One Sabbath he was walking through grainfields. As his disciples walked along with him, they began to pick the heads of grain and crush them in their hands. Then the Pharisees said to Jesus, “Look! They are doing what is forbidden on the Sabbath!”
And he said to them, “Have you never read what David did in his time of need, when he and his men were very hungry? He went into the House of God, when Abiathar was High Priest, and ate the bread of offering, which only the priests are allowed to eat, and he also gave some to the men who were with him.” Then Jesus said to them, “The sabbath was made for man, not man for the Sabbath. So the Son of Man is master even of the Sabbath.”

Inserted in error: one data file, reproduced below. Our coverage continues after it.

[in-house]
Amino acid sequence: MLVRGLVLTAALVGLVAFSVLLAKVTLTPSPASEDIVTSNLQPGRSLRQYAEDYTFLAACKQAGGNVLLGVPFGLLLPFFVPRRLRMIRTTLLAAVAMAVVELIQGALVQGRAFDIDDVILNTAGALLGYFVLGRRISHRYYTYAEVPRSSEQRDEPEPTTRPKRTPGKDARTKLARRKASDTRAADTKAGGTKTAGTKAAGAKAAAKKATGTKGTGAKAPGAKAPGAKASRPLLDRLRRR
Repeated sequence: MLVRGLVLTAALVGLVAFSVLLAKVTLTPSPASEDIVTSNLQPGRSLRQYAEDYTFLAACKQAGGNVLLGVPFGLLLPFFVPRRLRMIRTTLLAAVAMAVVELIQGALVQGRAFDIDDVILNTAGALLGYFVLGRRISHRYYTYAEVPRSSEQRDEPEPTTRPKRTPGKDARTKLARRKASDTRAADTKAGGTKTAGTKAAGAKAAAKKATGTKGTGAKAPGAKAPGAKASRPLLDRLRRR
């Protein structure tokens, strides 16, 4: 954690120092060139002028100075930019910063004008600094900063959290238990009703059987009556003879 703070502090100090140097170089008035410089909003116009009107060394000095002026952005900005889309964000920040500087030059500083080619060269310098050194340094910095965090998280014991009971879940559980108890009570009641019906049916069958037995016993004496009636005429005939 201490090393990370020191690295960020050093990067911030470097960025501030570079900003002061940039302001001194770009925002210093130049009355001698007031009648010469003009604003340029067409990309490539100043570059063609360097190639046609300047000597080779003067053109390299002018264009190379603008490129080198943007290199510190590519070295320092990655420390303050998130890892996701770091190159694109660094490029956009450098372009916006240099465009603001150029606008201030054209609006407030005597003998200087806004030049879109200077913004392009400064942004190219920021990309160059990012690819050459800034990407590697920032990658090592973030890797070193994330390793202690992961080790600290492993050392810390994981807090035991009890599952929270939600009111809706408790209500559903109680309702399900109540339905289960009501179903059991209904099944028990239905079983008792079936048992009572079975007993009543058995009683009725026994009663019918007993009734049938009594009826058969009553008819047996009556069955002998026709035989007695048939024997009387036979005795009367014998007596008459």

Two issues are being highlighted by the Gospel: hunger and rest. Throughout Scripture, God offers abundance and an end to hunger. Jesus addresses this issue of hunger in connection with the Pharisees’ pervading attitude towards the Sabbath. They only saw one dimension in the incident at the grain fields—the strict observance of the Sabbath law, which was turning the day of rest, as originally intended by God, into a day of spiritual bondage. They did not see that hunger is a reality that needs addressing. Rest and freedom from bondage are synonymous to shalom—a state of wholeness and flourishing in every dimension of life. Today we see the interconnection of hunger and rest in many situations of impoverishment where people are held in servitude, being denied adequate food and rest. Many poor people deny themselves rest so that they can scour for food to feed their hunger. When God rested on the seventh day of creation, his rest was not one of inactivity or of indifference. God continues to be engaged in the work of providence. We are thus invited to participate in this work so that the hungers of the world may be alleviated.
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